Aberrant phosphorylation of neurofilaments accompanies transmitter-related changes in rat septal neurons following transection of the fimbria-fornix

Vassilis E. Koliatsos, Michael D. Applegate, Cheryl A. Kitt, Lary C. Walker, Mahlon R. DeLong, Donald L. Price

Research output: Contribution to journalArticlepeer-review

64 Scopus citations


Lesions of the fimbria-fornix (FF) have been reported to cause retrograde changes in neurons of the medial septal nucleus (MSN). To analyze the nature and time course of these events, we investigated changes in cytoskeletal elements (phosphorylated and nonphosphorylated neurofilament (NF) proteins) and transmitter-related enzymes (choline acetyltransferase (ChAT) in MSN neurons following FF transection. During the first week postlesion, ChAT immunoreactivity and size of many perikarya were reduced. Irregular, swollen cholinergic fibers appeared first at postlesion day 2 in caudal septum and soon spread rostrally, reaching rostral septum by day 7. A few perikarya developed abnormal accumulations of phosphorylated NFs. At postlesion days 7-10, many neurons did not stain for ChAT. Phosphorylated NFs were present in many perikarya. At this time, cell loss was apparent in Nissl-stained material. Cholinergic cell loss continued through postlesion week 6-8 but at a much slower rate than during the first week. Phosphorylated NF accumulations in MSN perikarya persisted until postlesion week 6, disappearing thereafter. Double-immunostaining procedures showed that MSN neurons expressed both ChAT and phosphorylated NF immunoreactivity at postlesion day 3; however, at days 7 and 14, cells that accumulated phosphorylated NFs did not stain for ChAT. The results of this study indicate that FF transection leads to perikaryal shrinkage with loss of ChAT immunoreactivity, perikaryal phosphorylation of NFs, cholinergic fiber abnormalities, and cell loss. Recent evidence suggests that reduction of transmitter markers and aberrant phosphorylation of NFs may be involved in the pathogenesis of several neurodegenerative disorders, including Alzheimer's disease. Therefore, FF transection provides a useful animal model for further investigations of complex disorders of the central nervous system that involve degeneration of transmitter-specific pathways.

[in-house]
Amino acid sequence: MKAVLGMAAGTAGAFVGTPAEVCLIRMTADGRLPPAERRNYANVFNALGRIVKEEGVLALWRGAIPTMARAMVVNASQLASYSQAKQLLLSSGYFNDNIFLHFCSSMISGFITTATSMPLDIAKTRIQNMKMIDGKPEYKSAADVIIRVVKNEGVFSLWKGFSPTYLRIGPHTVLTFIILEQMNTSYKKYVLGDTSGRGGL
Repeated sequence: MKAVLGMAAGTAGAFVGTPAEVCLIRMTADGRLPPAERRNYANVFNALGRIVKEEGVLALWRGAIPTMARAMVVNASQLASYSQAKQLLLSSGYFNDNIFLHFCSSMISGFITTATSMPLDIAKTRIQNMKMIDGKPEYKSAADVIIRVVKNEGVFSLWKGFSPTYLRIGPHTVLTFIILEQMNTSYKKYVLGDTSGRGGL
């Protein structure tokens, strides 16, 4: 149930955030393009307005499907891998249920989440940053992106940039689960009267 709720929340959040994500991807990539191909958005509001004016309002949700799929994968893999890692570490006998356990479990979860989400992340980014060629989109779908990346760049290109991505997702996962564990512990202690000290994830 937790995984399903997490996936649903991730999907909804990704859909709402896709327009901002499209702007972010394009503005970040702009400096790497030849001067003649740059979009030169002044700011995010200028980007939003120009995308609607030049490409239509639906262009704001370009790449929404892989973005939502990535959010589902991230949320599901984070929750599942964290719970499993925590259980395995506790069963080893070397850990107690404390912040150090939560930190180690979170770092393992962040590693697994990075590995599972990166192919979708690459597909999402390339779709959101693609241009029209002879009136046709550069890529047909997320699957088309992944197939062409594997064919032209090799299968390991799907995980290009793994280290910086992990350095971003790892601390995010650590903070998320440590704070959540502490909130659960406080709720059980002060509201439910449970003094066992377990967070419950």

Original languageEnglish (US)
Pages (from-to)205-218
Number of pages14
JournalBrain research
Issue number2
StatePublished - Mar 20 1989


  • Alzheimer's disease
  • Axotomy
  • Cholinergic neuron
  • Cytoskeleton
  • Septohippocampal system

ASJC Scopus subject areas

  • Neuroscience(all)
  • Molecular Biology
  • Clinical Neurology
  • Developmental Biology


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